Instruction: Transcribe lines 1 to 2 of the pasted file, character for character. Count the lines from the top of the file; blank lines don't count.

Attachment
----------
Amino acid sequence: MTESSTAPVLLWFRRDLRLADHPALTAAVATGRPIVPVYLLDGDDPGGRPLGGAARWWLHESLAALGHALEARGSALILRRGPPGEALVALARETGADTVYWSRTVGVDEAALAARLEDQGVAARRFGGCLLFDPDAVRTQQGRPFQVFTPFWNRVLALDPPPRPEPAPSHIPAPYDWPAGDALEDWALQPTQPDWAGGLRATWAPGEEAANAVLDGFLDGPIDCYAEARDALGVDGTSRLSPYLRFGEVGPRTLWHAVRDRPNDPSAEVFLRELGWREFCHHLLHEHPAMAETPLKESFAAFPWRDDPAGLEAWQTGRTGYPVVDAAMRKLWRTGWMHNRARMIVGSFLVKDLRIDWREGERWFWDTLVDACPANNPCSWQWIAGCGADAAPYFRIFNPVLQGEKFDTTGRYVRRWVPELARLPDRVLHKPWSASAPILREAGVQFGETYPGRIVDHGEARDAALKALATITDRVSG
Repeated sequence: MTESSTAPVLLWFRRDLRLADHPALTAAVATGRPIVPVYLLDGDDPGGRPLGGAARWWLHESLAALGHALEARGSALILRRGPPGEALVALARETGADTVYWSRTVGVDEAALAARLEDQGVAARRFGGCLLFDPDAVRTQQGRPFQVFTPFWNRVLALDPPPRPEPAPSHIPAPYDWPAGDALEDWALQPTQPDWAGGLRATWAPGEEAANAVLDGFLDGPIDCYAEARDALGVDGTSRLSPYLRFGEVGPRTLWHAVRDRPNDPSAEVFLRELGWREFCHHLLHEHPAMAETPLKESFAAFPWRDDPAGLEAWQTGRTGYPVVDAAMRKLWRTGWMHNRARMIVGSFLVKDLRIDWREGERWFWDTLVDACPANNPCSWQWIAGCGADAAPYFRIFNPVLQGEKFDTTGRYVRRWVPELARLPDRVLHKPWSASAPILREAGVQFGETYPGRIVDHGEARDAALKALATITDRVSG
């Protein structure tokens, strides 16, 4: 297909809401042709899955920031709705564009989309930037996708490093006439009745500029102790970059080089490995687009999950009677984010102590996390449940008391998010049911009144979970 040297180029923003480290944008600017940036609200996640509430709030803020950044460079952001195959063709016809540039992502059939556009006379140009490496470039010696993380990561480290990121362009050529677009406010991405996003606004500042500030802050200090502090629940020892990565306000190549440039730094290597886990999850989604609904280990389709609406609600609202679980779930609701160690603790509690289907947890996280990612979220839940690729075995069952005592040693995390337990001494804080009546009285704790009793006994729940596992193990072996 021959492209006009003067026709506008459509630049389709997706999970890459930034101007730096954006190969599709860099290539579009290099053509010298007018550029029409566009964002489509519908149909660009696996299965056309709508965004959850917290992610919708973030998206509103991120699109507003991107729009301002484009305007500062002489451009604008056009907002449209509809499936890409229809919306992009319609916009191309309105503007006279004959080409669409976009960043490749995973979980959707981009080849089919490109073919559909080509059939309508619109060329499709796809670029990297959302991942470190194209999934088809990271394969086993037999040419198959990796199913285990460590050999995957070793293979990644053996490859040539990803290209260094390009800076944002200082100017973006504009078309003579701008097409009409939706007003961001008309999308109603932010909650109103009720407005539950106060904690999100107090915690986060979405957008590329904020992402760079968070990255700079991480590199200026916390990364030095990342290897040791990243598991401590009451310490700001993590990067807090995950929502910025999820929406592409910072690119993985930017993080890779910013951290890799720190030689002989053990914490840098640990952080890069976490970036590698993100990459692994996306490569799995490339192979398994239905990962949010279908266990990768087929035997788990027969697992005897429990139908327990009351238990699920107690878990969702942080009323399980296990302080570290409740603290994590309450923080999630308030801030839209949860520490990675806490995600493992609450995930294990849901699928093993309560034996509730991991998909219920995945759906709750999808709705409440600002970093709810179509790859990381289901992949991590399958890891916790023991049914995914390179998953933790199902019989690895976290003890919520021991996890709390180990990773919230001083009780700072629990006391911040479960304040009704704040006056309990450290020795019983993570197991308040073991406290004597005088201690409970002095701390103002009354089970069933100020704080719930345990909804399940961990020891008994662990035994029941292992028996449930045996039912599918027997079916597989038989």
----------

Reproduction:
Amino acid sequence: MTESSTAPVLLWFRRDLRLADHPALTAAVATGRPIVPVYLLDGDDPGGRPLGGAARWWLHESLAALGHALEARGSALILRRGPPGEALVALARETGADTVYWSRTVGVDEAALAARLEDQGVAARRFGGCLLFDPDAVRTQQGRPFQVFTPFWNRVLALDPPPRPEPAPSHIPAPYDWPAGDALEDWALQPTQPDWAGGLRATWAPGEEAANAVLDGFLDGPIDCYAEARDALGVDGTSRLSPYLRFGEVGPRTLWHAVRDRPNDPSAEVFLRELGWREFCHHLLHEHPAMAETPLKESFAAFPWRDDPAGLEAWQTGRTGYPVVDAAMRKLWRTGWMHNRARMIVGSFLVKDLRIDWREGERWFWDTLVDACPANNPCSWQWIAGCGADAAPYFRIFNPVLQGEKFDTTGRYVRRWVPELARLPDRVLHKPWSASAPILREAGVQFGETYPGRIVDHGEARDAALKALATITDRVSG
Repeated sequence: MTESSTAPVLLWFRRDLRLADHPALTAAVATGRPIVPVYLLDGDDPGGRPLGGAARWWLHESLAALGHALEARGSALILRRGPPGEALVALARETGADTVYWSRTVGVDEAALAARLEDQGVAARRFGGCLLFDPDAVRTQQGRPFQVFTPFWNRVLALDPPPRPEPAPSHIPAPYDWPAGDALEDWALQPTQPDWAGGLRATWAPGEEAANAVLDGFLDGPIDCYAEARDALGVDGTSRLSPYLRFGEVGPRTLWHAVRDRPNDPSAEVFLRELGWREFCHHLLHEHPAMAETPLKESFAAFPWRDDPAGLEAWQTGRTGYPVVDAAMRKLWRTGWMHNRARMIVGSFLVKDLRIDWREGERWFWDTLVDACPANNPCSWQWIAGCGADAAPYFRIFNPVLQGEKFDTTGRYVRRWVPELARLPDRVLHKPWSASAPILREAGVQFGETYPGRIVDHGEARDAALKALATITDRVSG